I am applying to US doctoral programs.

I have decided to mention especially four papers in my statement of purpose, so I have to present them in my writing samples. As a consequence, my writing samples take almost a hundred pages. Nevertheless, I make them into one pdf file.

Then my concern is if lengthy writing samples would instead hurt my application?

  • 6
    Have mercy on the review committee...
    – Drecate
    Nov 5, 2014 at 18:03
  • 2
    Writing sample. If the four papers are qualitatively equivalent in terms of writing skill, then sending one would have shown them as much as four.
    – Compass
    Nov 5, 2014 at 21:57
  • @Compass: Yep, then how can I mention the papers that I consider representative without presenting them somewhere in my application?
    – Yes
    Nov 6, 2014 at 1:04
  • 1
    Your writing sample isn't supposed to be all the writing that you consider representative of your work - it's supposed to be just enough writing to demonstrate what you're capable of. If you need 100 pages to demonstrate your writing ability, you're doing it wrong.
    – ff524
    Nov 6, 2014 at 1:09
  • 2
    You list your research papers (including the URL where they may be found) in your CV, so the committee can look them up if they're interested. You don't abuse the writing sample for this. A student who can't follow instructions in filling out an application is not an attractive candidate.
    – ff524
    Nov 6, 2014 at 1:12

3 Answers 3


To point to a specific program at a top ranked school (whose requirement I happened to know off the top of my head), Stanford's Political Science admission requirements specifically state that the writing sample should be 20-35 pages (double spaced). Additionally, you can submit more than one sample if you don't have a longer essay to submit. For example, two 10-15 page papers instead of one 20-35 pager.


I don't know how strict they are about the 35 page upper limit, but I think 100 pages is going to be far more than any department will want. Of course, this will depend on the program, but Stanford is a good example of a top-tier school with top-tier expectations.

Also, Stanford is the only program I've seen that even suggests submitting more than one writing sample. Most application forms will likely only accept one document, so unless you condense multiple documents into one, you're not going to be able to submit multiple samples anyway. I would suggest just picking your favorite and submitting that.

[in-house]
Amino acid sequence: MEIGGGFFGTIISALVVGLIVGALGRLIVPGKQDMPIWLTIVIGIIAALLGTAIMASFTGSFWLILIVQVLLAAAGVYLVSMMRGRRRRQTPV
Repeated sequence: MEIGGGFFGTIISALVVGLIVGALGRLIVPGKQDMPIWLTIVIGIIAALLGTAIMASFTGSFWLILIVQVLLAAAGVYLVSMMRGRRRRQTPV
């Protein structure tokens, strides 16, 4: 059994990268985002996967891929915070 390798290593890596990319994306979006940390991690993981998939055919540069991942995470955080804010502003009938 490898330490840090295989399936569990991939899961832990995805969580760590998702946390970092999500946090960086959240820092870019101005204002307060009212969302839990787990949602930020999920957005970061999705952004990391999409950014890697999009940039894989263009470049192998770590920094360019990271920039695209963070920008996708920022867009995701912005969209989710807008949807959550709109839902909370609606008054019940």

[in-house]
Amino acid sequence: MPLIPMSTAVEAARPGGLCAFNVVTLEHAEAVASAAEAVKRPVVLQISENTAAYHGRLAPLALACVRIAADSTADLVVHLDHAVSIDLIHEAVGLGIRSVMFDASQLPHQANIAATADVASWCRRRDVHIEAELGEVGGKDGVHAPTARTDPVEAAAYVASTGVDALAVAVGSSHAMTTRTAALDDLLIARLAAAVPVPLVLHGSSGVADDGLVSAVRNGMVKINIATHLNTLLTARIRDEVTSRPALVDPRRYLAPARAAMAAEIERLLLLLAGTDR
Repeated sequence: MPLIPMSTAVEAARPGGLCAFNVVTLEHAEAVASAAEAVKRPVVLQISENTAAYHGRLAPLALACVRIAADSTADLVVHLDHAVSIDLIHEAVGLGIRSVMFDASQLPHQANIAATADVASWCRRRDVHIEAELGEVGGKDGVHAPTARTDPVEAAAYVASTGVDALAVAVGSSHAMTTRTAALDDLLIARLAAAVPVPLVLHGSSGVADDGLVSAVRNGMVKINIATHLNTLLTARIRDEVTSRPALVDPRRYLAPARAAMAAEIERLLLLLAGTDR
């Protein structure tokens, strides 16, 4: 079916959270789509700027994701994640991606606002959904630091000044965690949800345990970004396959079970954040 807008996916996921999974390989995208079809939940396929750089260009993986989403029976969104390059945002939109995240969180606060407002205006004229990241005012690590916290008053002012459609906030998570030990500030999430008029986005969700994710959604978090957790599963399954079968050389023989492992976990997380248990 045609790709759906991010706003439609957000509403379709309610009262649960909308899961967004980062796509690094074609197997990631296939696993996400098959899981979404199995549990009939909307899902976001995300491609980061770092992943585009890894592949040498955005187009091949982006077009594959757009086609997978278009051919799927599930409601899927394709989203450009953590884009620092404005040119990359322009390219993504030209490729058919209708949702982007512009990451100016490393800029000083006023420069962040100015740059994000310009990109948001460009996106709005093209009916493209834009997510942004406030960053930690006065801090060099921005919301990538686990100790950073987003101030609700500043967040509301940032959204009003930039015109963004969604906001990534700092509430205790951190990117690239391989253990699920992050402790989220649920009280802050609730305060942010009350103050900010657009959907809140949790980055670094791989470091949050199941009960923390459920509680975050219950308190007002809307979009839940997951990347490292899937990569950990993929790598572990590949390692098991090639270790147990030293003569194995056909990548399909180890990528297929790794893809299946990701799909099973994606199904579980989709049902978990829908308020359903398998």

The writing sample is to show a sample of your research. Just because you mention multiple papers or projects in your statement of purpose does not mean you need to include them all in your writing sample. Pick what you think is the single best paper and include that. (As jonescb suggests, if the application guidelines give a page limit, and you have several short samples, you could consider including more than one, but only if their total length is less than the stated page limit.)

Do not (as you suggest in your comment) "exploit" the writing sample to stuff in as much of your research as possible. If you have published, that will show up in your CV. If your samples are not published but were, for instance, written as class papers, that will show on your transcript in the list of classes you've taken and how well you did in them. The writing sample is not supposed to be "proof" that you've done everything you talked about your SOP; it's just a sample of one thing you've done.

Even if the ocmmittee does look at your overlong writing sample, it will probably be perceived negatively. A person who tries to stuff the sample may be perceived as unable to focus on a single topic, or as trying to show off how much they've done. At the least, you will probably be perceived as someone who did not pay attention to the application directions (which, in my experience, usually use the world "sample" in the singular and give a rough page range), which never helps.

  • Yep, it is a showcase man. Moreover, schools who holds such point of view do not suit me. Fear intelligence? Of course not.
    – Yes
    Nov 6, 2014 at 4:48
  • @Kurt: Fear intelligence? Not every opportunity to showcase some of your intellectual accomplishments is an opportunity to showcase all of them. A conference presentation, for instance, is absolutely a showcase --- for one particular set of research findings. You wouldn't get up in front of a conference audience and start cataloguing every project you've ever done. A graduate school application is much less a showcase of what you have done and much more a preview of what you will do while in the program.
    – BrenBarn
    Nov 6, 2014 at 5:17
  • Thanks. Yep, I know. But my choices are NOT all of my serious works. I just choose four of them to represent that I have both theoretical and applied works in my field and I also have works in another field. What I want to convey is my academic literacy. Moreover, is not it a rational prediction that someone having some accredited records is more likely to have more in the future? Plus, always people tell you "too much of this" or "too little of that".
    – Yes
    Nov 6, 2014 at 5:39

I would not put more than one in a writing sample, and I would even attempt to avoid that at all costs. If they are published or are working papers available online, then you should include citations and/or links in your statement of purpose and resume/CV. Otherwise, I would not include them in your application at all.

Though this is with the usual disclaimer that the answer probably varies by field. This is mostly from an economics perspective.

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